Today is Mercy Day, the 196th anniversary of the opening of the first House of Mercy in Dublin, Ireland. On September 24, 1827, Catherine McAuley, Anna Maria Doyle and Catherine Byrn—all lay women—officially opened their sanctuary for poor women and children, against the wishes of Catholic Church and wealthy and influential Dubliners. These groups objected to the idea of the “undesirable” poor dirtying the pristine streets of the fashionable neighborhood in which the House of Mercy (today called Mercy International Centre) had been built.
But Catherine didn’t care. Her top priority was helping young women—usually servants who were in danger from sexual and physical violence at the hands of their masters—as well as widows and their children, orphans, and others in need by teaching them a trade, basic education (how to read, write and do basic math) and giving them food and shelter until they could get safe employment. While other charitable organizations existed across Dublin, this was the first time a group of lay women dared to do such a thing without being under the control of the male leadership of the Catholic, Protestant, Quaker Churches.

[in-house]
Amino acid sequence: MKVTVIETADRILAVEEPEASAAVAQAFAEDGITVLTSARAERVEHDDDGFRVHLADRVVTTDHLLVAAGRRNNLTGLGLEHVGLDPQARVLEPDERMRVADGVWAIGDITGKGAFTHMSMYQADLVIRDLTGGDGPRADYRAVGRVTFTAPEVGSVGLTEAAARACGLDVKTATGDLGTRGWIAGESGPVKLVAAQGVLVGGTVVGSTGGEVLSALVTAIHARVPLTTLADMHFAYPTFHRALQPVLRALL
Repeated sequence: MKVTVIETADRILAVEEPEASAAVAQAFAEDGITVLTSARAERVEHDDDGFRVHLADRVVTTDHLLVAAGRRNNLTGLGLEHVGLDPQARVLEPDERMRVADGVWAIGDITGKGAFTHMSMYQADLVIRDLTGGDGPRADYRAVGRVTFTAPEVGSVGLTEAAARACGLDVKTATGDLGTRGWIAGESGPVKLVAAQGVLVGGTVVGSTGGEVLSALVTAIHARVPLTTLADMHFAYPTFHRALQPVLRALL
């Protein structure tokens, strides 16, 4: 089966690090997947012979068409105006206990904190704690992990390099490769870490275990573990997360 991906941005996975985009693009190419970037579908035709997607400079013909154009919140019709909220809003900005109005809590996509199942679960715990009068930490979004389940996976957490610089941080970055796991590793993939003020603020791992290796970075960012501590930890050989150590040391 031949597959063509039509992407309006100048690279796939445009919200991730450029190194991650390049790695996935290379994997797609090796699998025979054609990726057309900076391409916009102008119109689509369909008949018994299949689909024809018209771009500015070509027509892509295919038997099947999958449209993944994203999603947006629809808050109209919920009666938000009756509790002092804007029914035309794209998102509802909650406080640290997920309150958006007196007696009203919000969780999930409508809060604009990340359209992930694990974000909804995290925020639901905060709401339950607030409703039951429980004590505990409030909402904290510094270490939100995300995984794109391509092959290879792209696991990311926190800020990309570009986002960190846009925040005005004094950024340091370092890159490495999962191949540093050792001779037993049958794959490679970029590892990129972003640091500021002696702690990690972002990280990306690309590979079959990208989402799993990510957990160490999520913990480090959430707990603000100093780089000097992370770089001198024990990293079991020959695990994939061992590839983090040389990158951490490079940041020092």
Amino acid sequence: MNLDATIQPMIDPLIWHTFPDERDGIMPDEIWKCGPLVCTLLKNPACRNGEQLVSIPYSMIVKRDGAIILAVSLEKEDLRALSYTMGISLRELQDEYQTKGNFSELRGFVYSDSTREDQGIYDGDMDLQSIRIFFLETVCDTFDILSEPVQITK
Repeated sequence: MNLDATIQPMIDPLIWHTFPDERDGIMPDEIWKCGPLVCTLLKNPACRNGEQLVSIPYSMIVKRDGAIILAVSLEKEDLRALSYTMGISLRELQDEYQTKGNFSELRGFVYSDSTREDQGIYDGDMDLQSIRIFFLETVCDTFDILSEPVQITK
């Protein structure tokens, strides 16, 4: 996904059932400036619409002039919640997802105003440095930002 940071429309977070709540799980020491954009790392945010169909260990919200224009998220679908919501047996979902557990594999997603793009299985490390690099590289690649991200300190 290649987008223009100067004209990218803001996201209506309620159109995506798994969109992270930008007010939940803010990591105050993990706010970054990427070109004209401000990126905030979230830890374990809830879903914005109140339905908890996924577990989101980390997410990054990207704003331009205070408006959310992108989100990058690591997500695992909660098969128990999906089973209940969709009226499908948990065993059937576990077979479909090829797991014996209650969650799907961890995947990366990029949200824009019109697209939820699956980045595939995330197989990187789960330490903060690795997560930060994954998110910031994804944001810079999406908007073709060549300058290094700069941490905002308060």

Needless to say, this did not go over well. My book, Catherine’s Mercy, (publishing November 7 but available for preorder today) attempts to paint a picture of what led up to this historic moment and, even more important, what else these trailblazing women—led by Catherine McAuley—did that would change the world. Catherine and Anna, despite their intentions to remain lay women—went on to found the Sisters of Mercy religious order. Today over 6,000 Sisters, 3,100 lay volunteers (or Mercy Associates) and 1,100 volunteers carry on Catherine’s mission in 160 health care, education, social work and other organizations in North, Central and South America; the Caribbean; Guam and the Philippines.
I am proud to have been one of these people for the last 20 years (as of November 17 of this year) and was fortunate enough to visit the House of Mercy several years ago, along with many other key places in Catherine’s life. I had no idea then that I would even be a published author, much less that I would someday write a book about Catherine and the Sisters. But I can’t help believe this is one of the reasons I’ve worked there for so long. I’m a person of faith and I feel like God and Catherine (who is on the path to sainthood in the Catholic Church) had a plan all along. It was just up to me to get there. I can’t wait for you to read this book when it comes out in November. Happy Mercy Day to all!